New Hampshire Marijuana Laws
Updated September 2019
The state of New Hampshire has taken some steps toward creating reasonable cannabis access policies that its constituents have shown support for, but it still has a ways to go. Learn more about New Hampshire marijuana laws below.
Recreational Marijuana in New Hampshire
Is marijuana legal in New Hampshire? In short, no. However, on July 18, 2017, New Hampshire’s new governor Chris Sununu (R) signed into law House Bill 640, which makes the first and second offense of possession of up to three quarters of an ounce of cannabis or up to five grams of hash a civil offense punishable by a $100 fine, rather than a criminal offense. A fine of up to $300 for any subsequent offense within three years may be applied. A fourth offense within a three-year period may result in a person being charged with a misdemeanor.
Under New Hampshire marijuana laws, police cannot arrest someone for a cannabis violation, and minors caught with possession are subject to a delinquency petition. The money collected from fines will go to a fund dedicated to alcohol and drug abuse prevention and treatment.
With the passing of the most recent law, New Hampshire became the 22nd U.S. state to decriminalize marijuana and the last of the New England states. It went into effect 60 days after signing.
Medical Marijuana in New Hampshire
New Hampshire took a huge step forward by passing a comprehensive medical marijuana law in 2013. Gov. Maggie Hassan signed House Bill 573 to legalize medical marijuana on July 23, 2013, but the rollout was plagued with delays and the first dispensary didn’t open until April 2016. Under the law, registered patients are allowed to possess up to 2 ounces of usable marijuana.
The state currently has four open and operational dispensaries. The law does not allow for qualified patients to cultivate marijuana at home.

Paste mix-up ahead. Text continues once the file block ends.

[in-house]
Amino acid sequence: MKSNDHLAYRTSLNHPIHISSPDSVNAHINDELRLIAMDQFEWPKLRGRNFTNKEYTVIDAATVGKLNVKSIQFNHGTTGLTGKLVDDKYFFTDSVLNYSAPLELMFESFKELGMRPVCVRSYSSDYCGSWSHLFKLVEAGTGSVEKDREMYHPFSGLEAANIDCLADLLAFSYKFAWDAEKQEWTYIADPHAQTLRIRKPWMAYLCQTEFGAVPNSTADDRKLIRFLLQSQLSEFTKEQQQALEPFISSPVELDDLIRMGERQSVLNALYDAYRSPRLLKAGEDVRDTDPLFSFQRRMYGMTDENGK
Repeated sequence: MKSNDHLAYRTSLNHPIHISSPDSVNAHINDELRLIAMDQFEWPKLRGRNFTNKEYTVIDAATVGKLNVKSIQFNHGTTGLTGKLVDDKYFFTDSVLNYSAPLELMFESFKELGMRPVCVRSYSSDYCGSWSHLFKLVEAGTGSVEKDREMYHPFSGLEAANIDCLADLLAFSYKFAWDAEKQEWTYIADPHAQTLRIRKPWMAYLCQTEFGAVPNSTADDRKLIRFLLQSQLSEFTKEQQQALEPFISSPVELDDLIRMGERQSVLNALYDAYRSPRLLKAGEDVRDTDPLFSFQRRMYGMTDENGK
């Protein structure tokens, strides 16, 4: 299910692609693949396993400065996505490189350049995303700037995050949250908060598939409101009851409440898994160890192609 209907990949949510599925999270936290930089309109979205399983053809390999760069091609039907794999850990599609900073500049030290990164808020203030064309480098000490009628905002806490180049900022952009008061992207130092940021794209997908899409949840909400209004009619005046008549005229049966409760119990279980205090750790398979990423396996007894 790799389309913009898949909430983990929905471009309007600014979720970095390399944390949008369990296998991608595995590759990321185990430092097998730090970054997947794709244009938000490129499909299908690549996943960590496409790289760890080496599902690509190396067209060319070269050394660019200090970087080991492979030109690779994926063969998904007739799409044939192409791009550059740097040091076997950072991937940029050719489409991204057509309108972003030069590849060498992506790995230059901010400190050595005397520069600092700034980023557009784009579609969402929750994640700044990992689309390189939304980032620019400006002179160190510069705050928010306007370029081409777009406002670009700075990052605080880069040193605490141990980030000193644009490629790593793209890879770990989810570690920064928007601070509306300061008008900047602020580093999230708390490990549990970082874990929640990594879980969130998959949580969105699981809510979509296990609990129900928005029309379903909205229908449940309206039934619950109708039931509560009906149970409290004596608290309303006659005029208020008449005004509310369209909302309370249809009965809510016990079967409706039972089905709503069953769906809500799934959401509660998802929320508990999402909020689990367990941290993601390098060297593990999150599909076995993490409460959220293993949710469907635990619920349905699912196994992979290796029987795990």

In order for patients to be eligible for New Hampshire’s Therapeutic Cannabis Program, a licensed physician, advanced practice registered nurse, or a physician assistant must issue a written certification that certifies that a patient has BOTH a condition listed here AND a symptom listed in the second list:
- Amyotrophic Lateral Sclerosis (ALS)
- Alzheimer’s Disease
- Chronic Pancreatitis
- Crohn’s Disease
- Ehlers-Danlos Syndrome
- Hepatitis C
- Multiple Sclerosis
- Muscular Dystrophy
- Parkinson’s Disease
- Post-traumatic Stress Disorder (PTSD)
- Spinal Cord Injury or Disease
- Traumatic Brain Injury (TBI)
- Ulcerative Colitis
- Agitation of Alzheimer’s Disease
- Chemotherapy Induced Anorexia
- Elevated Intraocular Pressure
- Moderate to Severe Chronic Pain
- Moderate to Severe Vomiting
- Severe Pain That Has Not Responded to Previously Prescribed Medication
- Persistent Muscle Spasms
- Wasting Syndrome or Cachexia
CBD from Hemp Oil in New Hampshire
Hemp-derived CBD products are legal under Federal Law in the United States; however, individual state laws are dynamic and fluid. Individual states may enact their own laws governing hemp-derived CBD.
Cultivation of Cannabis in New Hampshire
Growing cannabis for medical or personal purposes remains illegal.